Picking Caleb Brantley is enough to question Cleveland Browns' process again

On one level, the Cleveland Browns’ decision to use a sixth-round pick to draft embattled defensive tackle Caleb Brantley wasn’t the worst move during the latter stages of the NFL draft on Saturday.

The sixth round is when teams take chances. Perhaps they’ll get lucky and find a Tom Brady.

Yet in selecting Brantley, a Florida product who earlier in the draft process was projected as a second-round talent, the Browns are rolling the dice on a man facing a misdemeanor battery charge stemming from an incident at a Gainesville, Fla., bar during which he allegedly struck a woman.

Maybe Brantley will ultimately be cleared. Conflicting accounts include an affidavit from a security guard who contended that Brantley shoved the woman after she threw a punch, but didn’t knock her unconscious. And Brantley’s lawyer has said a reported settlement offer on behalf of the woman was rejected.

You know the saying: Mo’ money, mo’ problems.

Or maybe in the Browns’ case: more picks, more problems?

So even though it is OK they are taking a chance late in the draft, the fact it raises questions about their process adds another dimension.

Shortly after making the pick, Sashi Brown, Cleveland’s chief football executive, acknowledged that Brantley may never wear a Browns uniform. If the facts support the Joe Mixon-like narrative that Brantley punched the woman, Brown pretty much declared they won’t keep him.

Still, it was striking that Brown maintained they picked Brantley even while still investigating the matter. That Brown said Brantley’s case “is very concerning to us” and that they still need to see if “we can get comfortable” with the situation left Cleveland open for second-guessing. Apparently, based on what they know, it was only so concerning.

This is what can happen when you’ve stockpiled picks like nobody’s business. After having an NFL-high 14 picks in last year’s draft, the Browns had 10 picks (one shy of the league-high 11) this time around. Next year, as it stands now, Cleveland will have 12 picks, including two first- and three second-round picks. The Browns wheel and deal so much that an endorsement deal with some Wall Street stock-trading firm would seem natural.

“We just fundamentally believe the draft is the formula for sustained winning,” Brown said.

It’s one thing to have the picks. With more picks, the chances of hitting on them increase. It’s the law of averages. Just don’t squander them. Especially when you were 1-15 last season. All the analytics and algorithms will blow up in your face if the substance of the picks is lacking.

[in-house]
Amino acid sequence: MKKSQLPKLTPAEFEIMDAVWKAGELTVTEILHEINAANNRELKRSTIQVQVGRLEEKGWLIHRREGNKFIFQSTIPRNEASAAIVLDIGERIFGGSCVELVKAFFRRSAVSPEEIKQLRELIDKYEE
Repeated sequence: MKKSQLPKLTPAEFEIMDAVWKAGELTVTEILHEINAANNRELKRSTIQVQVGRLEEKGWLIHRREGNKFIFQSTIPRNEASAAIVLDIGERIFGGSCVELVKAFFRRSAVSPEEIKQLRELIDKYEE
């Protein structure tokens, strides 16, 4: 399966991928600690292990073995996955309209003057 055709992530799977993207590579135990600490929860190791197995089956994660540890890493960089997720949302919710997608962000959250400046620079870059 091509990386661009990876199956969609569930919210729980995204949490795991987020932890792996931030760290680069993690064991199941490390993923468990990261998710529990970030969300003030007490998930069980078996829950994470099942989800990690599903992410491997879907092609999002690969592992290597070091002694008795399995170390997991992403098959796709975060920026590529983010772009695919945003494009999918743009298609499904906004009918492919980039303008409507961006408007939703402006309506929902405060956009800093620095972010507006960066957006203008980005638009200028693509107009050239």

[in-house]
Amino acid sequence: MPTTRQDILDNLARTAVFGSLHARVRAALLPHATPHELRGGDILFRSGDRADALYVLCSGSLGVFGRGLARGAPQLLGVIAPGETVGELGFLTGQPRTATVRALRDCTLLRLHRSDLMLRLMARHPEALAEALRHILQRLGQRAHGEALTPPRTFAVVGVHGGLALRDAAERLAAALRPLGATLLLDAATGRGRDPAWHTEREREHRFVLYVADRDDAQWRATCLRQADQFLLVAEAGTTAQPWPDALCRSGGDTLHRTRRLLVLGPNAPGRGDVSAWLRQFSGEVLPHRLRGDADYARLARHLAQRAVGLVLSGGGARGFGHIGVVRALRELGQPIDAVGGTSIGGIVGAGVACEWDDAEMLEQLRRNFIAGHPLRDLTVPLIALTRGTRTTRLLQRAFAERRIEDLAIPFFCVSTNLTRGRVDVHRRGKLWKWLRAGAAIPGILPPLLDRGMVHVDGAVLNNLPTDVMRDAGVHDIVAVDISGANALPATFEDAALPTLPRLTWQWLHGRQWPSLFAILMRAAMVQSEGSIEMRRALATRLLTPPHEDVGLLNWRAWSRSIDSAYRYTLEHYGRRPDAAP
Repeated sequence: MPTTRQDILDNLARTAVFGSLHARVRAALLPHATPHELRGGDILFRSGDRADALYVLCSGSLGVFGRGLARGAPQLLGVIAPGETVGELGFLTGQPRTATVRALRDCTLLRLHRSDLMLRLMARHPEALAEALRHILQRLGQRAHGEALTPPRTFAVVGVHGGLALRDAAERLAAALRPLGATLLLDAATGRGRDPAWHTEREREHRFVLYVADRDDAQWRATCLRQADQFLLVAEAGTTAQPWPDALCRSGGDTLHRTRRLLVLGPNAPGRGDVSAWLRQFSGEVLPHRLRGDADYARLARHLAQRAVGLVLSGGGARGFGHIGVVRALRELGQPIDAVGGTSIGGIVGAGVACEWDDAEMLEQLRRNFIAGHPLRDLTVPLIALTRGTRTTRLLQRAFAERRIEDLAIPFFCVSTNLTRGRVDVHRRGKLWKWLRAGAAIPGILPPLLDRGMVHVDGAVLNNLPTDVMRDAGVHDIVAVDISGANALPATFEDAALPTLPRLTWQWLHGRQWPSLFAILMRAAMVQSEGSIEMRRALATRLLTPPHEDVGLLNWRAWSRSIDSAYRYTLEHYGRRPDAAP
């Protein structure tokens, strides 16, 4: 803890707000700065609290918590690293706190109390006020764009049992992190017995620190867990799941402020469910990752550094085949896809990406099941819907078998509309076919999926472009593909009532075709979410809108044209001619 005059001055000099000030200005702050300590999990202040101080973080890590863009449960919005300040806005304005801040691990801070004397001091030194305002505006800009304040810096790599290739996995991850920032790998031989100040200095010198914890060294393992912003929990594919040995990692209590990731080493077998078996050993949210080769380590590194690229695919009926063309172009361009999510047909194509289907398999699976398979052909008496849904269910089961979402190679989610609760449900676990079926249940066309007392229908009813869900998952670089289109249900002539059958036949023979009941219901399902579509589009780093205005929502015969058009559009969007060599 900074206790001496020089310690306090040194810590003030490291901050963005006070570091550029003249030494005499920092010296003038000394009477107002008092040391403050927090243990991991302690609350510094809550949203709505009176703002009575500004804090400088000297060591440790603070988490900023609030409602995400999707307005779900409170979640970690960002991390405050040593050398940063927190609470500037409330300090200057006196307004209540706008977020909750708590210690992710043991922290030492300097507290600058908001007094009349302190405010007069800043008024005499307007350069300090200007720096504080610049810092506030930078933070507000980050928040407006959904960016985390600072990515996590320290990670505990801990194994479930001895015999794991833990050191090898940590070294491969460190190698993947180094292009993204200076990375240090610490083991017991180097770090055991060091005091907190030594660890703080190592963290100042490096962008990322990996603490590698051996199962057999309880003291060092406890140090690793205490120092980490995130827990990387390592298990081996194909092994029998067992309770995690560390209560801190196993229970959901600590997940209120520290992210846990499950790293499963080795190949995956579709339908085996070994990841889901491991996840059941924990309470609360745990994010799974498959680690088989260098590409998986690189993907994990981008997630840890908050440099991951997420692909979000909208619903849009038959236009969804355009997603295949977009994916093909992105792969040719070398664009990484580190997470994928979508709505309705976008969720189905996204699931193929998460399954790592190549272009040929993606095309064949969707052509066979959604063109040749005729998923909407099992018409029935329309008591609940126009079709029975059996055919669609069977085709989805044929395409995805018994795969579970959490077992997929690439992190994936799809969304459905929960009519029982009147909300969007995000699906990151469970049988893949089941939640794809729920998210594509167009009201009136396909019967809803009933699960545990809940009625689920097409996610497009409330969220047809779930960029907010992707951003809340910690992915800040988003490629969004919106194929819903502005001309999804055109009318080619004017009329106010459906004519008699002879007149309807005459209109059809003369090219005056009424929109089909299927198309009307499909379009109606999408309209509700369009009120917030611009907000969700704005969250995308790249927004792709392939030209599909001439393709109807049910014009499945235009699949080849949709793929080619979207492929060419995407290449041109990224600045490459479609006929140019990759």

Cleveland knows. A previous regime once landed five picks in exchange for the first-round pick that allowed the Atlanta Falcons to draft Julio Jones. While Jones has become an all-pro, none of the five players linked to the picks the Browns obtained – Phil Taylor, Greg Little, Owen Marecic, Brandon Weeden and Trent Richardson – are still with the team.

And there’s a laundry list of other first-round flops in recent years (see Johnny Manziel and Justin Gilbert from the Class of 2014) to amplify that analytics or not, the draft is an inexact science.

Now the current brain trust headed by Brown, coach Hue Jackson and chief strategy officer Paul DePodesta, is flowing with picks linked to Philadelphia Eagles quarterback Carson Wentz, whom the Browns passed on with the second pick overall last year. The Browns, with the bartering of various picks, to this point have received nine picks for Wentz.

That’s impressive. Maybe. The first-round pick on Thursday night of Michigan’s versatile safety Jabrill Peppers (25th overall) was linked to Wentz. So was the second-round pick of Notre Dame’s Deshone Kizer, who will have a chance to become the franchise quarterback the Browns have been so desperate to find … if his development warrants as much.

Brantley, drafted 185th overall, didn’t come from a Wentz pick. But it’s all in the same, pick-happy universe.

The Browns’ draft, which began with the selection of cornerstone edge rusher Myles Garrett at No. 1 overall and included a third first-round pick in tight end David Njoku, was widely hailed after Day 1.

No, they didn’t find the quarterback, but they added A-list talent.

Then, on Day 3, the Brantley pick happened.

A bold move for a group that entered the draft wanting to be aggressive. Maybe Brantley will play like an A-list talent, too, and properly handle his business off the field.

Yet it was also just like the Browns – riddled by draft-day blunders for years, by one regime after another – to squash the momentum which raised the question of whether they’ve set themselves up for another glaring letdown.

© 2017 USATODAY.COM


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